In today’s largely global economy, every industry has been bombarded with fierce competition, including the “industry” of education. This, unfortunately, has forced colleges to more or less turn into businesses, too often placing money as their priority over the service they provide—education. According to Derek Bok, “Intent upon accumulating money to expand the size and reputation of the institution, campus administrators were forever forcing the methods of the marketplace on a reluctant community of scholars (Bok 4).” Over the past couple of decades, sources of revenue other than private donations and federal aid have become prominent in the higher education world. One of these sources has been the “entrepreneurial behavior” of colleges. “As institutions of higher learning grew larger and more complicated, they needed trustees who could help them raise money and develop better methods of administration… Business executives and corporate lawyers simply seemed better suited to the changing needs of the university (Bok 7).” Investments have only been one of the newer additions to colleges’ revenues. One of the biggest shifts in higher education over the last 20 years has been the increase in research and patenting for profit. According to Bok, “By the year 2000, universities had increased the volume of their patenting more than 10-fold and were earning more than $1 billion per year in royalties and license fees. Some twelve thousand academic scientists were participating in more than one thousand collaborative arrangements with local companies (Bok 12).” This increasing obsession with research has created some consequences, as many professors at large research universities focus more on their research than what they’re at college to do: teach. The main concern is that “commercially oriented activities will come to overshadow other intellectual values and that university programs will be judged primarily by the money they bring in and not by their intrinsic intellectual quality (Bok 16).”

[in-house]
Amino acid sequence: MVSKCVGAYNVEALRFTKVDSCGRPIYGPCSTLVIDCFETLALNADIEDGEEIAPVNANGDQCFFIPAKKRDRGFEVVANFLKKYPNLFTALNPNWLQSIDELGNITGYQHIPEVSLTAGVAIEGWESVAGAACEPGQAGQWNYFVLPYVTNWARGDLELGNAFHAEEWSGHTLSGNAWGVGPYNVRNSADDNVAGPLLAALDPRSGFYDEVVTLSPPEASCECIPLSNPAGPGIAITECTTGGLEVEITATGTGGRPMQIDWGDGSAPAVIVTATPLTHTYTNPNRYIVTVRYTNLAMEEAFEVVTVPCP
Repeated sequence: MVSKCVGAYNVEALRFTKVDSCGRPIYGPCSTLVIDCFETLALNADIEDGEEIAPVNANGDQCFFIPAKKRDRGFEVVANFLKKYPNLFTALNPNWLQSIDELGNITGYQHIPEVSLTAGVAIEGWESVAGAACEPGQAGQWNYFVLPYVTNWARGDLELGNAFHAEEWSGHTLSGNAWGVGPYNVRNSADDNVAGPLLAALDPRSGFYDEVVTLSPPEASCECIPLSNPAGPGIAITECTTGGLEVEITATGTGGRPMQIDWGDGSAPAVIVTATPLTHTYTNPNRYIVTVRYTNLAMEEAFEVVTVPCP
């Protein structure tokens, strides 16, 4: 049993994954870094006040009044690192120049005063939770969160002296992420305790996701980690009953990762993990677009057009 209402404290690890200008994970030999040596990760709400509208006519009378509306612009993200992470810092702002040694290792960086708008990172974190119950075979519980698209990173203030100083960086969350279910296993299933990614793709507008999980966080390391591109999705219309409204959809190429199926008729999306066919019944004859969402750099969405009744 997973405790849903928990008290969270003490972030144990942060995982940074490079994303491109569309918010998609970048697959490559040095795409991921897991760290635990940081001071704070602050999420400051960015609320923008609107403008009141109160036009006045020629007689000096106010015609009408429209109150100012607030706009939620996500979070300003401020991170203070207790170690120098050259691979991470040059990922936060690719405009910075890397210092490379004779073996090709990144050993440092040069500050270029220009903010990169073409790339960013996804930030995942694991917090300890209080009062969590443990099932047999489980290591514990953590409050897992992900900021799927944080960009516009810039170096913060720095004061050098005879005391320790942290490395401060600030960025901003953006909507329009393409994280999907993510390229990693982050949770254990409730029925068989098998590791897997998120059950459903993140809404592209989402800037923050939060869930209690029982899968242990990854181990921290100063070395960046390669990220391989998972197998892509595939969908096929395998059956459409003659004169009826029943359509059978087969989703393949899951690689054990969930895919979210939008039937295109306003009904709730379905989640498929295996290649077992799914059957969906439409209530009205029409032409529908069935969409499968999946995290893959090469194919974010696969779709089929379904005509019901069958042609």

Another type of higher education has been thriving for the past 10-15 years and continues to become more popular—online education. Most online universities are for-profit, and thus their top priority is to make as much money as possible. Consequently, this means treating their students as “customers,” as shown in the PBS documentary, “College Inc.” The documentary also shows how online universities use misleading marketing tactics to lure in students (and cash). There are countless horror stories of students who are told they will be guaranteed a well-paying job to pay for loans after they graduate but fail to obtain those jobs. Online universities are making profit by attracting students who can’t necessarily afford a traditional, on-campus education; however, they (the universities) become inherently hypocritical when they cause their students to fall into further debt. Overall, profit motives have negatively influence higher education.